An 86-year-old patient recently said to me, “I’m not old, I have just been around a long time.” I sort of related to that last week at our first-ever Division of Hematology-Oncology Book Club meeting. In a prior “Letter From the Editor,” I mentioned that the first book on the list was going to be The Emperor of All Maladies. I provided copies to the fellows, who were asked to be prepared to discuss the character who made the greatest impression on them. One fellow who, unfortunately, was unable to make the event, had wanted to talk about the author, whom he had developed a surprising dislike for based on some things he had read online. I will have to have him fill me in sometime hence. At the book club meeting, I first asked the fellows for their overall impression of the book. Those that attended all enjoyed the book on various levels. They felt that it gave them a perspective on where the field came from that they had never imagined. They were impressed by the way that cancer was almost anthropomorphized into a tangible enemy, such that even those without cancer, notably Mary Lasker, took up the sword and valiantly attacked. I had requested that each fellow choose a different character to discuss, but the message did not get across. However, it was not Sidney Farber who was repeatedly selected. For some reason, they all seemed to focus on figures from the world of breast cancer. The character that engendered the most interest was, surprisingly, the surgeon Halsted, and for a variety of reasons: first, that one man wielded such power, and had such a presence that he made or destroyed careers at will. Another fellow was impressed by the increasingly radical nature of his surgical procedure, despite disfiguring thousands of women who still recurred and died from their disease. A consequence of the More Is Better delusion was the misguided and wasteful decade of stem cell transplants for breast cancer. The fellows were dumbfounded by the temerity/dishonesty of the likes of a Bezwoda, with the resulting resources and patient hopes, and lives, wasted. Another fellow was impressed by Dennis Slamon because of his perseverance in getting a biotechnology company interested in Herceptin. One other was interested in that “minor figure,” a chap named Gianni Bonadonna, who had pioneered adjuvant therapy for breast cancer and was able to bridge the chasm between surgeons and medical oncologists. “Minor?!” I blurted out incredulously, and informed them of his other enormous accomplishments, such as ABVD for Hodgkin lymphoma.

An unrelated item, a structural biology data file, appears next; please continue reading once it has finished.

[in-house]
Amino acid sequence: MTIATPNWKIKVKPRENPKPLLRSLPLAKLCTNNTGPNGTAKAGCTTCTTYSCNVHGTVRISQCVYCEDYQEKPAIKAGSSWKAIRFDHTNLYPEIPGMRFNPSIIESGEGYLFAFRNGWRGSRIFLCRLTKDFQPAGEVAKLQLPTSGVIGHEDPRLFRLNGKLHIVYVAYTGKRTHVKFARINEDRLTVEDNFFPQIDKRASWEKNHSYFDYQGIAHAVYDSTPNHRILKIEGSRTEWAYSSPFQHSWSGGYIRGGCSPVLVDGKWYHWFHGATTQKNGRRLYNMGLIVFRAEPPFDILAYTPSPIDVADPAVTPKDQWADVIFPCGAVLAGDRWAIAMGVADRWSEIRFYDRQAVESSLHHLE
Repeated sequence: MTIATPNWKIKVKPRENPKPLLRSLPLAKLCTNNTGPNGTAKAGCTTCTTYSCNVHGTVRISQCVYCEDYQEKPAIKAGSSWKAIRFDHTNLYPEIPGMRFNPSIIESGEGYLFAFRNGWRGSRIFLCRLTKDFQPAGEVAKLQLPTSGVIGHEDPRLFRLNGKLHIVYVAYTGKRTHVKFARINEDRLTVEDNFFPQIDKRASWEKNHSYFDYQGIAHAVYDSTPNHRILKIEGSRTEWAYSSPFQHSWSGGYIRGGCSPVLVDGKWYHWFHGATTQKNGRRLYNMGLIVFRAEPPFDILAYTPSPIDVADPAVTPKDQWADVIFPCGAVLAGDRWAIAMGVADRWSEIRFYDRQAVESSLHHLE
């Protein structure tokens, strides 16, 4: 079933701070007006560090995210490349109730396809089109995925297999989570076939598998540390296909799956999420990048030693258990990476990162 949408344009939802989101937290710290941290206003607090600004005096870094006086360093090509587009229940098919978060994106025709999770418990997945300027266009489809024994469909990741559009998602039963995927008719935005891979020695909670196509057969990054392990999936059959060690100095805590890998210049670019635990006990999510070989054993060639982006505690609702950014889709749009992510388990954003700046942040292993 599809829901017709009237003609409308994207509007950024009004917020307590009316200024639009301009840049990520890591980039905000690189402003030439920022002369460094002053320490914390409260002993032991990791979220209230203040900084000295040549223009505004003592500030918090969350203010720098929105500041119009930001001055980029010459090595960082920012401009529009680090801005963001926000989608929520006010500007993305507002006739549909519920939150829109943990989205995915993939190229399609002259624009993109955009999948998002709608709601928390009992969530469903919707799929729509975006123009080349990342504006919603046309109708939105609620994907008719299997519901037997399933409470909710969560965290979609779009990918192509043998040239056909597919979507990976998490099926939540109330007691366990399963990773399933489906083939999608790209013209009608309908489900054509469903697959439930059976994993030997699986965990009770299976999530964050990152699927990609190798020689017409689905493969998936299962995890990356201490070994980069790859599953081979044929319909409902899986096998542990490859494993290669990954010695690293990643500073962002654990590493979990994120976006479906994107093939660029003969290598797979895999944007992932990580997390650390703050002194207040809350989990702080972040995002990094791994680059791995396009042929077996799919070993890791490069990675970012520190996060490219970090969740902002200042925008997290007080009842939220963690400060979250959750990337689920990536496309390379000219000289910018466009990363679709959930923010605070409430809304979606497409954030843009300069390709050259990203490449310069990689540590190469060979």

Perhaps the most compelling part of the book to me was how, with imagination, creativity, and sheer will, they were able to conduct innovative clinical trials, often revolutionizing therapeutic paradigms. Certainly, not all were winners, but things got done. Now we are faced with an executive committee, then off to a working group, reporting back to a steering committee, and then must precede up to higher levels of administrative committees, not to mention a CRC and an IRB—and back and forth like the silver ball being pummeled around in a pinball machine. Then there is the new Medidata RAVE system, which is delaying activation of studies by up to 6 months. The years we waste, the lives that are lost. The ever-increasing precautions intended for “patient protection,” which even the first-year fellows realize are to the detriment of progress. Perhaps these obstacles are responsible, in part, for the failure to realize the goals of the National Cancer Act, signed by Richard Nixon more than 40 years ago.
The general conclusion was that it would be highly unlikely for others of the presence of a Farber, DeVita, Canellos, Carbone, Frei, or Freireich to emerge from the piles of regulations on medical research and, with shrinking support, lead the charge.
At the end of the event, I passed out the copies of The Immortal Life of Henrietta Lacks that I had purchased for them. If they were dumbfounded by the Emperor and its occasional new clothes, I can hardly wait to see the jaws drop with Henrietta’s saga. Next time, wine and cheese will be served.
Until next month . . .
Bruce D. Cheson, MD